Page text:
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letters
          

July 2010

Coalitions

We are having to get used to something which is new for many people in the United Kingdom: a coalition government. The circumstances arose when none of the political parties gained an outright majority in the general election. One of the inevitable features of such an arrangement is that neither of the parties in the coalition can pursue their full manifesto. There has to be government by mutual consent, and that means give and take.

In the Christian life, however, things are different. The psalmist prays, ‘unite my heart to fear thy name’ (Psalm 86:11). We cannot have a divided heart – or what we might call, a ‘coalition’ heart. We cannot give and take. We must not pick and choose. We dare not mix and match. The Lord God both requires and desires our undivided heart, and one of his complaints concerning his people of old at one point was this: ‘Their heart is divided’ (Hosea 10:1).

A helpful way of working this out in practice is to remember that there are certain things which cannot exist or be pursued together if we are to live genuine, consistent and (most important) God-glorifying lives. They are such things as these:

There can be no coalition between grace and works. Either our salvation is of grace (God’s) or it is of works (ours). It is all of grace, from first to last.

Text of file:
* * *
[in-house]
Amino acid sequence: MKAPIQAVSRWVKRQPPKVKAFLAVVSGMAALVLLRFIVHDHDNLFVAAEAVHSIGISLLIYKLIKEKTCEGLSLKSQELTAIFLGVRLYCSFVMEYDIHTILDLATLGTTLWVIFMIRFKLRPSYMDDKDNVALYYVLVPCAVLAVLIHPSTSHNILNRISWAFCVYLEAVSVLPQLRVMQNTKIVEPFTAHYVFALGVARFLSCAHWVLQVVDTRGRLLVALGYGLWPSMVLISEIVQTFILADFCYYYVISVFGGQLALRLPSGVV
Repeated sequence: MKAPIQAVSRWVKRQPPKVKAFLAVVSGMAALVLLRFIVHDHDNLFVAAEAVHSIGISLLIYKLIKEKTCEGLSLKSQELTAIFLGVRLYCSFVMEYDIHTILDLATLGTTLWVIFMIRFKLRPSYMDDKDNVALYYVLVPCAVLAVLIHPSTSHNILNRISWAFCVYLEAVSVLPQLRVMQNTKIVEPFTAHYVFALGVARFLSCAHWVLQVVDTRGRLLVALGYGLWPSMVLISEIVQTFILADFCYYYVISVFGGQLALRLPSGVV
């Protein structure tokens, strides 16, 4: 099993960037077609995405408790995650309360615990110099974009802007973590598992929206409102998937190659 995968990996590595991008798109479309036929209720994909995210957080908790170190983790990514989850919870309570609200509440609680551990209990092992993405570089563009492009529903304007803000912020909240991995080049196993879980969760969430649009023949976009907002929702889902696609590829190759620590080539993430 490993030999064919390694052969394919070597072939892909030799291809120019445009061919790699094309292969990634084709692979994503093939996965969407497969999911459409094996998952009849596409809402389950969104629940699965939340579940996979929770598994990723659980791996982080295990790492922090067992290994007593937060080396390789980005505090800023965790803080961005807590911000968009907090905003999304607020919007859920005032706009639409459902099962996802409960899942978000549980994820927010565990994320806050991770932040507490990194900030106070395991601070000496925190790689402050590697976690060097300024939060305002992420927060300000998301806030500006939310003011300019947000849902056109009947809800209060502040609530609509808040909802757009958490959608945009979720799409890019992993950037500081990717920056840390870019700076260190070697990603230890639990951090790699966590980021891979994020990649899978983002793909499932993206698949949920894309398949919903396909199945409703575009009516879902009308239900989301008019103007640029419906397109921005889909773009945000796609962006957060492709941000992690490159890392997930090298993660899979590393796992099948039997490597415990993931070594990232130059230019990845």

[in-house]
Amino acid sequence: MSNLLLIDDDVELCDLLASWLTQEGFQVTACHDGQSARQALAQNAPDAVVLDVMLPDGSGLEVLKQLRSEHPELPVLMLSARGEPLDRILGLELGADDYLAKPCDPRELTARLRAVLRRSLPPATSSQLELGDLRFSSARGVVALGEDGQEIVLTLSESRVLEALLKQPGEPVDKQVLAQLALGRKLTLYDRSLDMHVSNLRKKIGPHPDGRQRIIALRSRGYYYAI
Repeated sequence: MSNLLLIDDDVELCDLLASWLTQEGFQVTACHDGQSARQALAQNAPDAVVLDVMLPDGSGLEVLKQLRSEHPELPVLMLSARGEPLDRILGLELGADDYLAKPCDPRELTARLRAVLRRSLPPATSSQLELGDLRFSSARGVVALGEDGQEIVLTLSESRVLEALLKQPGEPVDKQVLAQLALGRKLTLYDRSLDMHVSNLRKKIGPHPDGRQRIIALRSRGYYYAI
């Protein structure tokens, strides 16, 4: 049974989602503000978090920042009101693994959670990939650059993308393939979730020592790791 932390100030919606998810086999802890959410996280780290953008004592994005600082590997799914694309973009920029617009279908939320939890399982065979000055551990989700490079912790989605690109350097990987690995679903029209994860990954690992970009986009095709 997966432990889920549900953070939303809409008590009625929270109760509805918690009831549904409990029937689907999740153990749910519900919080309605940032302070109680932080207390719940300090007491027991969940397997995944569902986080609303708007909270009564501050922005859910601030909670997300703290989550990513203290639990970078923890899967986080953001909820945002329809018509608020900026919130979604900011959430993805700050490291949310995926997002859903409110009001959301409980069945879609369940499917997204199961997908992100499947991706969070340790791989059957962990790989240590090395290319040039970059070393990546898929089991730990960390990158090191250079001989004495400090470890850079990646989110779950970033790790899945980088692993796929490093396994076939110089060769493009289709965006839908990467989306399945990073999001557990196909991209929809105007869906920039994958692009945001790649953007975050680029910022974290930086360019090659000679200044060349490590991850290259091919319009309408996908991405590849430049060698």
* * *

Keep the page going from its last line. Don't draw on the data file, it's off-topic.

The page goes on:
There can be no coalition between Spirit and flesh. As saved people we ‘are not in the flesh, but in the Spirit’, and so we must ‘through the Spirit … mortify the deeds of the body’ (Romans 8:9, 13).

There can be no coalition between Scripture and tradition. Either the word of God is our sole rule both for doctrine (all that we believe) and practice (all that we do), or it is not. It is.

There can be no coalition between delight and drudgery. Our command and privilege is, ‘Rejoice in the Lord’ (Philippians 4:4), and to know ‘the joy of the Lord (as our) strength’ (Nehemiah 8:10). This is very different from begrudging God the happy, spontaneous and obedient service which is his holy due.

There can be no coalition between heaven and earth. We cannot belong to both. The Christian lives on earth (for now) but is a citizen of heaven (even now). We are not here to stay, but here to go.

Our calling is not to be ‘coalition Christians’ but ‘decided Christians’. May God grant us grace to be so!